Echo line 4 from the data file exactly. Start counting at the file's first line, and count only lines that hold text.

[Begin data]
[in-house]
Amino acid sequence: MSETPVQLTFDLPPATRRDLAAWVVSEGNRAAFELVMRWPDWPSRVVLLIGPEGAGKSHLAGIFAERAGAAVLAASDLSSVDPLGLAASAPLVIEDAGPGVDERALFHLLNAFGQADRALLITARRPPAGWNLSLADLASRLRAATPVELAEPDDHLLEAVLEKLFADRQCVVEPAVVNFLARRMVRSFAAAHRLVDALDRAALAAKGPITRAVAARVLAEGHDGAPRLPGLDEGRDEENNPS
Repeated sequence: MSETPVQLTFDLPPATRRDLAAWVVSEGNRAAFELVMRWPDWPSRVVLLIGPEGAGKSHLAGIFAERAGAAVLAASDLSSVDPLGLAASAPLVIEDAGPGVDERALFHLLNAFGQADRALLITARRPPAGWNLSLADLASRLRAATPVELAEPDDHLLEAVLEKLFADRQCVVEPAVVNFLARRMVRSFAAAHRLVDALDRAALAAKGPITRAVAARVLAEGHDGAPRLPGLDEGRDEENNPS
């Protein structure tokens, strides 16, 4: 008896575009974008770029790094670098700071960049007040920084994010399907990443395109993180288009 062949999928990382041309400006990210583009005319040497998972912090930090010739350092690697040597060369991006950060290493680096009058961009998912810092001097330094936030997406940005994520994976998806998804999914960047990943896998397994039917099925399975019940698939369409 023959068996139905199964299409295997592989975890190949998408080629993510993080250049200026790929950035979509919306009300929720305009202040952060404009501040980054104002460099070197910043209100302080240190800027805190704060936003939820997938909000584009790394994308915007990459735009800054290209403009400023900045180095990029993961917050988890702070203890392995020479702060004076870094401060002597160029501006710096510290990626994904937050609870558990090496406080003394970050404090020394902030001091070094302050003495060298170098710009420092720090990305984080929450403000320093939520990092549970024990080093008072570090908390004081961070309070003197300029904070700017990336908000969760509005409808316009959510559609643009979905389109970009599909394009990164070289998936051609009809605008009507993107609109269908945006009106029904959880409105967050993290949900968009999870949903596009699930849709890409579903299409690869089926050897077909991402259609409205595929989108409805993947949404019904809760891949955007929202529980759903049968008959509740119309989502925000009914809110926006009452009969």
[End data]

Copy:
């Protein structure tokens, strides 16, 4: 008896575009974008770029790094670098700071960049007040920084994010399907990443395109993180288009 062949999928990382041309400006990210583009005319040497998972912090930090010739350092690697040597060369991006950060290493680096009058961009998912810092001097330094936030997406940005994520994976998806998804999914960047990943896998397994039917099925399975019940698939369409 023959068996139905199964299409295997592989975890190949998408080629993510993080250049200026790929950035979509919306009300929720305009202040952060404009501040980054104002460099070197910043209100302080240190800027805190704060936003939820997938909000584009790394994308915007990459735009800054290209403009400023900045180095990029993961917050988890702070203890392995020479702060004076870094401060002597160029501006710096510290990626994904937050609870558990090496406080003394970050404090020394902030001091070094302050003495060298170098710009420092720090990305984080929450403000320093939520990092549970024990080093008072570090908390004081961070309070003197300029904070700017990336908000969760509005409808316009959510559609643009979905389109970009599909394009990164070289998936051609009809605008009507993107609109269908945006009106029904959880409105967050993290949900968009999870949903596009699930849709890409579903299409690869089926050897077909991402259609409205595929989108409805993947949404019904809760891949955007929202529980759903049968008959509740119309989502925000009914809110926006009452009969």